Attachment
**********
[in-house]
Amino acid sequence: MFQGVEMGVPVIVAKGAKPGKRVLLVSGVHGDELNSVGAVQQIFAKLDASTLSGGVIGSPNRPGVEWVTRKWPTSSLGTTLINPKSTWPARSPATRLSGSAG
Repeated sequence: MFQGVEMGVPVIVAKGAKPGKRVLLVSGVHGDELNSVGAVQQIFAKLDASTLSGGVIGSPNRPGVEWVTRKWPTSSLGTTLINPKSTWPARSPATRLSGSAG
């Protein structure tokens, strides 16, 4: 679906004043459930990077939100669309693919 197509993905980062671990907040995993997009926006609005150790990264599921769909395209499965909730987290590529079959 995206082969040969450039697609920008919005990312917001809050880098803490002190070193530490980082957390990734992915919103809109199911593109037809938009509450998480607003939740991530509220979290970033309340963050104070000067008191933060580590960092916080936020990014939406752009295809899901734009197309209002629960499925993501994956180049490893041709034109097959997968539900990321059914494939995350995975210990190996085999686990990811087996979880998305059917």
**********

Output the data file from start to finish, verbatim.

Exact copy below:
[in-house]
Amino acid sequence: MFQGVEMGVPVIVAKGAKPGKRVLLVSGVHGDELNSVGAVQQIFAKLDASTLSGGVIGSPNRPGVEWVTRKWPTSSLGTTLINPKSTWPARSPATRLSGSAG
Repeated sequence: MFQGVEMGVPVIVAKGAKPGKRVLLVSGVHGDELNSVGAVQQIFAKLDASTLSGGVIGSPNRPGVEWVTRKWPTSSLGTTLINPKSTWPARSPATRLSGSAG
């Protein structure tokens, strides 16, 4: 679906004043459930990077939100669309693919 197509993905980062671990907040995993997009926006609005150790990264599921769909395209499965909730987290590529079959 995206082969040969450039697609920008919005990312917001809050880098803490002190070193530490980082957390990734992915919103809109199911593109037809938009509450998480607003939740991530509220979290970033309340963050104070000067008191933060580590960092916080936020990014939406752009295809899901734009197309209002629960499925993501994956180049490893041709034109097959997968539900990321059914494939995350995975210990190996085999686990990811087996979880998305059917």